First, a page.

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The ability of the retina and brain to report the absolute light intensity (irradiance) in the environment was first observed half a century ago. However, its physiological basis is still poorly understood. The only retinal output neurons that are capable of transmitting intensity-encoding signals are called ipRGCs - intrinsically photosensitive retinal ganglion cells. These intensity signals have a remarkably diverse array of functional effects at many levels of the central nervous system, from modulation of sleep, activity and hormonal rhythms, through regulation of pupil size, to light avoidance and retinal development. New evidence suggests that they affect both the retina itself (a possible substrate for light adaptation) and the limbic thalamus and cortex (through which they appear to mediate effects of light on mood). Our current research is devoted to better understanding both of these novel output modalities of the ipRGC network.

We use mouse genetic models and combine:
· Reconstruction of neural circuits using light and electron microscopy
· in vitro and in vivo electrophysiology and functional imaging
· Optogenetic and chemogenetic manipulations of neural activity
· Behavioral analysis
These powerful and complementary approaches allow us to reveal the operation of specific neural circuits and their role in shaping the behavior of animals in unprecedented detail.

Effect of abnormal lighting on mood

Effect of abnormal lighting on mood.JPG 

One branch of our research program focuses on the role of abnormal lighting and retinto-thalamo-cortical networks in the pathophysiology of diverse mood disorders. Lighting and light cycles affect mood. We all appreciate the appeal of a sunny day or a sunny apartment, and inversely, the negative effects on our sleep and mood of jet lag or viewing computer displays at night. Additionally, recent evidence suggests that the timing and intensity of light exposure can induce or exacerbate mood disorders, as in seasonal affective disorder (SAD), bipolar disorder, and major depression. On the other hand, phototherapy for less than an hour a day, at the right time, has been shown to significantly reduce the severity of major depression and bipolar depression. These mood alterations are generally assumed to be secondary to circadian disturbance. However, new evidence indicates that abnormal lighting can have direct effects on mood, independent of circadian effects. For example, animals exposed to abnormal lighting regimes exhibit a normal circadian rhythm, but show increased depression-like behaviors that can be alleviated by administration of antidepressants.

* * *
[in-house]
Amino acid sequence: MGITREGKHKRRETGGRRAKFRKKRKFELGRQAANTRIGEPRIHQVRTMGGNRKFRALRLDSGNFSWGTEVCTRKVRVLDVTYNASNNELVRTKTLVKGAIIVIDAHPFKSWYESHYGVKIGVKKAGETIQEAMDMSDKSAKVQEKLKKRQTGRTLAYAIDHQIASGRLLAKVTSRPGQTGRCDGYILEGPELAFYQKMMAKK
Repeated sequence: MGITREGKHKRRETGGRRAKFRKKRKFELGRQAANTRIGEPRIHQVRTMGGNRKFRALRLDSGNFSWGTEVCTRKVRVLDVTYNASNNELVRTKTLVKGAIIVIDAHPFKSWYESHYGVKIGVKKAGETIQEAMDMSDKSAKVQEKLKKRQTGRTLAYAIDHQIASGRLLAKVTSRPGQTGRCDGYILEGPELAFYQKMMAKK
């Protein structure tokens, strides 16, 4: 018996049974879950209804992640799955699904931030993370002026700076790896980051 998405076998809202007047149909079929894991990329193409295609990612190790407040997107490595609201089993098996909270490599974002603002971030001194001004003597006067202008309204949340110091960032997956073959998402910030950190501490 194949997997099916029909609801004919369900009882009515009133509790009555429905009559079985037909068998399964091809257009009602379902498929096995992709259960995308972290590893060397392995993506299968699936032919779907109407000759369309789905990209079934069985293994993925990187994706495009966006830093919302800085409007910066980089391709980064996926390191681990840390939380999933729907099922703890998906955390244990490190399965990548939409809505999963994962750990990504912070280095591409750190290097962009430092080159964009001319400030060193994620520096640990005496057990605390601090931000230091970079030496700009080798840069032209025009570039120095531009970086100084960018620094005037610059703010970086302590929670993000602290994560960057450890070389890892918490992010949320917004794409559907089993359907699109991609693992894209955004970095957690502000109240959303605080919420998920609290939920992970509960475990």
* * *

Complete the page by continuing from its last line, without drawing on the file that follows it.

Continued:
A possible substrate for this direct effect of light on mood has been identified recently. In mammals, circadian photoentrainment is mediated by ipRGCs that project light intensity information to the master circadian clock, the suprachiasmatic nucleus (SCN). These light signals affect the SCN clock and are thought to ultimately reach the ventromedial prefrontal cortex (vmPFC) and mediate mood changes. However, in the recently discovered pathway (Fernandez et al., 2018), a subset of ipRGCs communicate with the vmPFC through a newly identified nucleus of the dorsal thalamus – the perihabenula (PHb). Therefore, this pathway may mediate a direct effect of light on mood, independent of any effect on the SCN or circadian rhythms. Truly remarkably, chronic activation of neurons in the PHb is sufficient to induce depression-like behaviors, while silencing the PHb protects the animals against depression. At present, not much else is known about this fascinating pathway. Therefore, we are currently dissecting the mechanistic basis, organization and behavioral outputs of this pathway. This branch of research holds immediate and far-reaching implications to our understanding of the role of aberrant lighting in the pathophysiology of mood disorders, and may lead to the development of treatments for diverse mood disorders.



Fernandez DC, Fogerson PM, Ospri LL, Layne RM, Akasako M, Singer JH, Berson DM, Hattar S (2018) Light affects mood and learning through distinct retina-brain pathways. Cell 175:71-84.

Role of ipRGCs and wide-field amacrine cells in light adaptation

Role of ipRGCs and wide-field amacrine cells in light adaptation.JPGAnother branch of our research program focuses on dissecting retinal circuits encoding intensity vs. contrast and their roles in light adaptation. While ipRGCs transmit intensity-encoding signals, all other RGCs are optimized for the transmission of contrast-encoding signals and support detection and recognition of objects, color and motion. Though contrast and intensity signals are carried through these distinct sets of retinal outputs, they also appear to interact in the context of light adaptation. Light adaptation allows the retina to encode contrast over a huge range of light intensities, from starlight to midday sunlight. To date, the role of ipRGC networks in light adaptation as well as the route by which they modulate the responses of retinal neurons has only been implied, but never confirmed. We will explore how intensity signals propagate in the retina, affect the physiology of inner retinal neurons, and possibly mediate light adaptation. This work will contribute not only to our understanding of light adaptation, which is an important and intensive field of research, but also to our understanding of neural adaptation in general, in other sensory systems.